The team spent 10 million CPU hours of time of computational analysis designing the new family of engines, with 6 million of those hours on the combustion system alone. When all was said and done, there were only a couple nuts, plugs, and maybe one sensor shared with any of the previous engines. While the ideas of improving efficiency and reducing friction may not sound all that exciting, the result is increased power and torque and improved fuel economy.

When it came to designing and updating the truck bed, there were a lot of factors at play as well. GM knew full well that the cargo box would be used for hard work and recreation, so the goal was that the bed should not offer only the capability -- volume and payload -- an owner wants, but also ease of use. That's why the bed is available with the CornerStep bumper, which allows you to access gear whether the tailgate is up or down. There are built-in grips, as well as standard upper tie-downs that an owner can move to nine different locations on the bed. Each tie-down can withstand a 250-pound load. This replaces the previous generation's cargo management system, which was not a huge seller. LED lights under the bed rails can light up the bed, and an EZ Lift and Lower tailgate that uses a torsion bar and a rotary damper to make the tailgate easier to use are also available. An anti-chip coating sprayed on the bottom part of the pickup box, under the paint, prevents corrosion should the paint chip. There are also stone guards behind the rear wheels. The bed itself is constructed of roll-formed steel, which allows the team to use thinner gauge, high-strength steel. The team considered using aluminum in the bed, but chose not to because of the cost of materials and repair and the fatigue life of aluminum.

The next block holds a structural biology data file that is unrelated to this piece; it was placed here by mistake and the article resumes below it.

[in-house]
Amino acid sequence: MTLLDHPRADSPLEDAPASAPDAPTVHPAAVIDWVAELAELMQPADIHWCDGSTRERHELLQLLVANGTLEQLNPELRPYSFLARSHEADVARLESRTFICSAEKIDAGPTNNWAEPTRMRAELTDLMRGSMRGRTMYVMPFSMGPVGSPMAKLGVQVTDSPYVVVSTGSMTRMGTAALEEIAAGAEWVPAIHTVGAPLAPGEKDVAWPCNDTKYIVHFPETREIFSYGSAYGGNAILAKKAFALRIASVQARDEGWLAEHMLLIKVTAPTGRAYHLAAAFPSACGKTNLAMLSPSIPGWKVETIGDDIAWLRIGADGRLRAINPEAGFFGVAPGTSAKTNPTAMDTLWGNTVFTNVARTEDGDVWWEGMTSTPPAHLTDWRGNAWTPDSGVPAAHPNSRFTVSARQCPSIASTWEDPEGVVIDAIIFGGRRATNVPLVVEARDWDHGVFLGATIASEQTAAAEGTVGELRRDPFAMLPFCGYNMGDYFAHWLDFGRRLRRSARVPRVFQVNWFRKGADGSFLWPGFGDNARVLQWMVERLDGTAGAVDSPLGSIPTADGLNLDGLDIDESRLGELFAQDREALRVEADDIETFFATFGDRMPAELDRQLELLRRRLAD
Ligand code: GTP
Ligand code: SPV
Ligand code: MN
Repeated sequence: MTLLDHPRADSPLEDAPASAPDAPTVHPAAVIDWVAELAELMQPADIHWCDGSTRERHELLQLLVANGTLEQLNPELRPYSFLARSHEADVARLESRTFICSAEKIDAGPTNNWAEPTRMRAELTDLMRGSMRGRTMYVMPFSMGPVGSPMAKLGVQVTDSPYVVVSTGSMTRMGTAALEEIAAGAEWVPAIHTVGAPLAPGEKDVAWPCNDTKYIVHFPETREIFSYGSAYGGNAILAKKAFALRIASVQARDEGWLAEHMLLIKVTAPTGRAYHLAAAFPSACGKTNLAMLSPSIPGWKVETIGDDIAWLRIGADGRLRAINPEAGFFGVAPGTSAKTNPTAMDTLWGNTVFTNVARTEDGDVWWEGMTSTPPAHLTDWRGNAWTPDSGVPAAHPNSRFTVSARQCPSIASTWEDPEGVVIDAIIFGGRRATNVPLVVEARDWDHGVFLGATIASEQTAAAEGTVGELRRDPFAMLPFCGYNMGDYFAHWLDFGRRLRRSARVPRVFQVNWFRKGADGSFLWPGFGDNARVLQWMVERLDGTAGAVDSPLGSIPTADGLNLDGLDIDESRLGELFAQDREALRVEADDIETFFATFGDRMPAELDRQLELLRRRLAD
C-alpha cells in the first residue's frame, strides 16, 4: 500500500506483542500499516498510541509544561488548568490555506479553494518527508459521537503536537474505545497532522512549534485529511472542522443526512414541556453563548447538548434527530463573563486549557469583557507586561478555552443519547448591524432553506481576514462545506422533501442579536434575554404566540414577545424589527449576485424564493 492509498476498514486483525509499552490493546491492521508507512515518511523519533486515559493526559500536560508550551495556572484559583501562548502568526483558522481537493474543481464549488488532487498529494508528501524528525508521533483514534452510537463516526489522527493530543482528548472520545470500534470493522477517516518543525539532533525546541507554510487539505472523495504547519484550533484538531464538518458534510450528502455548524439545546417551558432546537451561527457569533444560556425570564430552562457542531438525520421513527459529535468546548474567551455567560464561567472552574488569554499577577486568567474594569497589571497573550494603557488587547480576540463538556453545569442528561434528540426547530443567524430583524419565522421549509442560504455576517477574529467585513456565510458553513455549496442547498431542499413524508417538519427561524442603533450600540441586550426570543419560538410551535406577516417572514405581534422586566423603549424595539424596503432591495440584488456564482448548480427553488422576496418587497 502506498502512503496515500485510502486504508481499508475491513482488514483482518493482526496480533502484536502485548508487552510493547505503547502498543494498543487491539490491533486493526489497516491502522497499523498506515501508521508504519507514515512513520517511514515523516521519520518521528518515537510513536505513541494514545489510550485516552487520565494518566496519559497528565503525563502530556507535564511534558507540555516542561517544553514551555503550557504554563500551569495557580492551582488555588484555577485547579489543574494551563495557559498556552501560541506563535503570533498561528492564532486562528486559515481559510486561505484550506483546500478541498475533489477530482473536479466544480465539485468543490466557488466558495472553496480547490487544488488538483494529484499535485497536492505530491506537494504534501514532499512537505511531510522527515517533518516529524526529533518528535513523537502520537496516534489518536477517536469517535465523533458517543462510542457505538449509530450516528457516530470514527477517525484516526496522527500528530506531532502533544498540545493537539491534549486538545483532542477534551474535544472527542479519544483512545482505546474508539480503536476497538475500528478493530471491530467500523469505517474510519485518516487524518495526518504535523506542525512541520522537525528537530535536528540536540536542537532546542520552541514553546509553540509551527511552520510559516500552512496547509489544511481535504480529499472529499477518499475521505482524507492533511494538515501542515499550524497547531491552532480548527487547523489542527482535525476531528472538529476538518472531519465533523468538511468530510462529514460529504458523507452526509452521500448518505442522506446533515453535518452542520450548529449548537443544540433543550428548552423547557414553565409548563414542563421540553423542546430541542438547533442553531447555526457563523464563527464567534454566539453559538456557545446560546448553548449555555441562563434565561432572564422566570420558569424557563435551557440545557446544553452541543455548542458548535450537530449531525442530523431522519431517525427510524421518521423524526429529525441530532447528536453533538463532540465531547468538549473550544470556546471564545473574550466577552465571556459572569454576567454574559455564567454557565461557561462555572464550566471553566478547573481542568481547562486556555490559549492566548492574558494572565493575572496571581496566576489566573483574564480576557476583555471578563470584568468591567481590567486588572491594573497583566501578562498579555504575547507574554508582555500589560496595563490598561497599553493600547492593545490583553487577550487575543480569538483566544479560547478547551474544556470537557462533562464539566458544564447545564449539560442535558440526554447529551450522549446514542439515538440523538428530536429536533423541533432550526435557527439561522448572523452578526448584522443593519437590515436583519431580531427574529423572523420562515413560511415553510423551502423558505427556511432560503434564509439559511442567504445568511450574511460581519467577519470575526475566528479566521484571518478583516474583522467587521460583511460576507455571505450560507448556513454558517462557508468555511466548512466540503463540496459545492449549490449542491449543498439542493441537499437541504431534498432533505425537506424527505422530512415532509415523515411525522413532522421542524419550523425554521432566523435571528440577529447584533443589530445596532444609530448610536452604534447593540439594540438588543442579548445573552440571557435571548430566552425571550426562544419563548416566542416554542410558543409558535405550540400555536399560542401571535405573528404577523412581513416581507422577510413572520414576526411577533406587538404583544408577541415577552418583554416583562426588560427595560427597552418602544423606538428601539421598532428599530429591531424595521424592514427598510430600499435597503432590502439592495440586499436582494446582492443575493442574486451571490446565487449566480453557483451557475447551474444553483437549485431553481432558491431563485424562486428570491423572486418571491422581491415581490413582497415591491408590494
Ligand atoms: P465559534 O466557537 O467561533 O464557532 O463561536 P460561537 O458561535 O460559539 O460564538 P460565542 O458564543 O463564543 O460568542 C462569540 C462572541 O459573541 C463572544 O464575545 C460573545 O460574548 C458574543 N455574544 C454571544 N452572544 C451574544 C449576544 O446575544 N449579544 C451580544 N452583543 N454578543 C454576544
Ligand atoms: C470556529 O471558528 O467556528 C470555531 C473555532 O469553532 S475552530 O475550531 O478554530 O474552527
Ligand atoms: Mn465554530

Because customers wanted a choice, spray-on and drop-in bedliners are available. A tailgate lock is now standard, and the rear camera and parking assist were added to make it easier to line up the truck with the trailer.

Another interesting thing we learned: The engineers factor livestock into the design of the cargo box and tailgate. They have a "hoof load test" to make sure the open tailgate can withstand a steer's weight when it steps into the bed.

For more information about tow-testing the trucks, we spoke with Robert Krouse, GMs trailering engineer. He designed the trailer hitches and coordinates the activities that go into trailer weight ratings and GVWR. Since trailer towing involves so many different elements -- powertrain, braking, handling, etc. -- the team uses tried and true testing to develop trailering specs. They test in the Southwest desert, and on grades such as Davis Dam in Arizona, for grade ability and thermal performance. They do specific handling maneuvers and brake tests, and they evaluate technologies such as trailer sway control and hill start assist at GM's proving ground.

To increase towing capacity for the new truck, GM improved the thermal system and enhanced the suspension -- and, of course, the added horsepower and torque helped too.

Regarding J2807, Krouse, who heads the SAE Tow Vehicle Trailer Rating Committee, said implementing the SAE regulation is still in progress. "What we [the committee] plan now is the manufacturers will implement it as they are ready. Several want to do it with new introductions. Others are saying when most of the industry is ready, they will follow suit. We are pretty much leaving that up to each OEM." The committee is made up of engineers throughout the industry, so when Krouse spoke about J2807, it was from the perspective of the committee, not as a representative of GM.